The Optimal Distribution of Population Across Cities

50 Pages Posted: 14 Nov 2016 Last revised: 13 May 2021

See all articles by David Albouy

David Albouy

University of Illinois at Urbana-Champaign

Kristian Behrens

University of Quebec at Montreal (UQAM) - Department of Economics

Frederic Robert-Nicoud

University of Geneva - Department of Political Economics; Centre for Economic Policy Research (CEPR)

Nathan Seegert

University of Utah - Department of Finance

Multiple version iconThere are 2 versions of this paper

Date Written: November 2016

Abstract

The received economic wisdom is that cities are too big and that public policy should limit their sizes. This wisdom assumes, unrealistically, that city sites are homogeneous, migration is unfettered, land is given freely to incoming migrants, and federal taxes are neutral. Should those assumptions not hold, large cities may be inefficiently small. We prove this claim in a system of cities with heterogeneous sites and either free mobility or local governments, where agglomeration economies, congestion, federal taxation, and land ownership create wedges. A quantitative version of our model suggests that cities may well be too numerous and underpopulated for a wide range of plausible parameter values. The welfare costs of free migration equilibria appear small, whereas they seem substantial when local governments control city size.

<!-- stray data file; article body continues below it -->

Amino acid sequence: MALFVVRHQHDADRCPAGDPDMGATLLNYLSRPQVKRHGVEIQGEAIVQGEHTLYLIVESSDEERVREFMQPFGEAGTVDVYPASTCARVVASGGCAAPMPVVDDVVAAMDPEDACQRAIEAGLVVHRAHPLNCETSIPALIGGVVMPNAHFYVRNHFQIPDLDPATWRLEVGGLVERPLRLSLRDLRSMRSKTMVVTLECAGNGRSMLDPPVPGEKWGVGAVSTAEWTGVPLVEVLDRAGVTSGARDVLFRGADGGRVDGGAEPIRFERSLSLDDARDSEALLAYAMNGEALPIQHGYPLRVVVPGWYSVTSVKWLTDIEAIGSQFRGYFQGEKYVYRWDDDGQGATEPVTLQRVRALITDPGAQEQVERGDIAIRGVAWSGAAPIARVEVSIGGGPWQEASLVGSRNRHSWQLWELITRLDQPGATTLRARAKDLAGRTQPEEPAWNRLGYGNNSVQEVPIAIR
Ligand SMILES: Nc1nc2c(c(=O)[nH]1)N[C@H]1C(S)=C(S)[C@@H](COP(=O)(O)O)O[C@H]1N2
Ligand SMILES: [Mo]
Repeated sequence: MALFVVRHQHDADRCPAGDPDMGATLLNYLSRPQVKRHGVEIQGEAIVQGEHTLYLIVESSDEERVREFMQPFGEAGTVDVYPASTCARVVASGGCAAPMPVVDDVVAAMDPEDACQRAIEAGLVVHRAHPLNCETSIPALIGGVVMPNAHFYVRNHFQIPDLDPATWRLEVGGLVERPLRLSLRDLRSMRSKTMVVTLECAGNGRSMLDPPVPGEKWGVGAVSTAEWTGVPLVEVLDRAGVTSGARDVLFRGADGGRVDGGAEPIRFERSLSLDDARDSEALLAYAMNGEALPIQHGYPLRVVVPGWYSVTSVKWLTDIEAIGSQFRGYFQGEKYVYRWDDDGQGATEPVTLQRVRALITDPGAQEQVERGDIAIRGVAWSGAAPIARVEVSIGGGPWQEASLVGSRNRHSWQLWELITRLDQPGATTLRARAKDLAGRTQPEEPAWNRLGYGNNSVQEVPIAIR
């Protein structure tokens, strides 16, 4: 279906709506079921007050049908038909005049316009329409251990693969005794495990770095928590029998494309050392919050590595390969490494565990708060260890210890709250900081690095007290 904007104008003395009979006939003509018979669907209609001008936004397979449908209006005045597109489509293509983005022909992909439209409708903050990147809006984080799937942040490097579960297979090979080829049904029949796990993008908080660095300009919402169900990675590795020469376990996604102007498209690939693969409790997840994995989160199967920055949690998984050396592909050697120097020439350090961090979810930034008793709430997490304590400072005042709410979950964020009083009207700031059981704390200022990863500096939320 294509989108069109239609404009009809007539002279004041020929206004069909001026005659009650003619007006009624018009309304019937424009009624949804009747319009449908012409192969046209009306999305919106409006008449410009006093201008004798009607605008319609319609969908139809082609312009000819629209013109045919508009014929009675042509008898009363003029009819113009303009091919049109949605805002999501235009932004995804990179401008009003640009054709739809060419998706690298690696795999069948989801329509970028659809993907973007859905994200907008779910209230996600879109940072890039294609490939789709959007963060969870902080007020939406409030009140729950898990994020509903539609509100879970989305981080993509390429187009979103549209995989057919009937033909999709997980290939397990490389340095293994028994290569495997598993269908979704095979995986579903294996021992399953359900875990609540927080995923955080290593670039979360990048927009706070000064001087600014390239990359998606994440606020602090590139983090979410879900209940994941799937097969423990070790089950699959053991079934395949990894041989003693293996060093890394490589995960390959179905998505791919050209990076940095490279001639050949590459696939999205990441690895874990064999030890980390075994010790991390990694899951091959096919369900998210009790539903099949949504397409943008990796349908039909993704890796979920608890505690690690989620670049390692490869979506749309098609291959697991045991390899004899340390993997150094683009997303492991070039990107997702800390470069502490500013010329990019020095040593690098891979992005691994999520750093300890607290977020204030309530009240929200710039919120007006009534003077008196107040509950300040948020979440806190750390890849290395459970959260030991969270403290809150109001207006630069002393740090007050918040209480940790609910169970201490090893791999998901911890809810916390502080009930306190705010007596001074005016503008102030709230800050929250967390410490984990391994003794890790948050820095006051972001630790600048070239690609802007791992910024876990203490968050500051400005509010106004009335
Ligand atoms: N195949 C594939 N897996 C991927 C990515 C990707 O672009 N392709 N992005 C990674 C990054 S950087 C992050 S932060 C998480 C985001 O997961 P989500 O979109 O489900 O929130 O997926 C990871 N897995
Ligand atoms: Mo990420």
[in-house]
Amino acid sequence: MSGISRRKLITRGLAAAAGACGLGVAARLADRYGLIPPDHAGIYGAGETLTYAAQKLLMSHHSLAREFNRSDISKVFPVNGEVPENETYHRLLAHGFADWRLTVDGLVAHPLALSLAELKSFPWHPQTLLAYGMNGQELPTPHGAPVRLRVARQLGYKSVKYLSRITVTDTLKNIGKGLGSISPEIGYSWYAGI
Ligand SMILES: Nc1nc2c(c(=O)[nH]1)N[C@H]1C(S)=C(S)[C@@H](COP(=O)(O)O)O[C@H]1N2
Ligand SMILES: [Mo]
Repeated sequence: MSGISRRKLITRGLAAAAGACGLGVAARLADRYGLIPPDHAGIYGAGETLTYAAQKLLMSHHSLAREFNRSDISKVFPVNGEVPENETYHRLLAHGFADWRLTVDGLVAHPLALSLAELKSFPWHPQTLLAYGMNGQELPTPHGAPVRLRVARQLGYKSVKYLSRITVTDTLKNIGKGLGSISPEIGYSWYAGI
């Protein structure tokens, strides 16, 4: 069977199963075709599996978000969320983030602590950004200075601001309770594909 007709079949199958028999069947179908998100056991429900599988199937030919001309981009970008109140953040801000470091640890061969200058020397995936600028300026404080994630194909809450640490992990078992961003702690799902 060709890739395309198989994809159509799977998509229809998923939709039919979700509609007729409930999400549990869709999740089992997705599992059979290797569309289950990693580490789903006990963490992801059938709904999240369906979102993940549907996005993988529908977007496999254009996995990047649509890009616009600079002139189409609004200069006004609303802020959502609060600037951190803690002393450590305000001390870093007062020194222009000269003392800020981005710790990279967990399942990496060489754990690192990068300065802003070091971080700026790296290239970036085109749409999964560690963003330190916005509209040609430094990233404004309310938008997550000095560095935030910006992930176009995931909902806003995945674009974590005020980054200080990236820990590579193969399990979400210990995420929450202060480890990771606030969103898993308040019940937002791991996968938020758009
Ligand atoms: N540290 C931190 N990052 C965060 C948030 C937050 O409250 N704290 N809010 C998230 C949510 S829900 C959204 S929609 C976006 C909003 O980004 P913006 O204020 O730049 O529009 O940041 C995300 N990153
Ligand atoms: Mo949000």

Suggested Citation

Albouy, David and Behrens, Kristian and Robert-Nicoud, Frederic L. and Seegert, Nathan, The Optimal Distribution of Population Across Cities (November 2016). NBER Working Paper No. w22823, Available at SSRN: https://ssrn.com/abstract=2868922

David Albouy (Contact Author)

University of Illinois at Urbana-Champaign ( email )

Kristian Behrens

University of Quebec at Montreal (UQAM) - Department of Economics ( email )

P.O. Box 8888, Downtown Station
Montreal, Quebec H3C 3P8
Canada

Frederic L. Robert-Nicoud

University of Geneva - Department of Political Economics ( email )

40, boulevard du Pont-d'Arve
Geneva 4, CH-1211
Switzerland
+41 22 379 8272 (Phone)
+41 22 379 8293 (Fax)

HOME PAGE: http://www.unige.ch/ses/ecopo/staff/robert/home.html

Centre for Economic Policy Research (CEPR)

London
United Kingdom

Nathan Seegert

University of Utah - Department of Finance ( email )

David Eccles School of Business
Salt Lake City, UT 84112
United States

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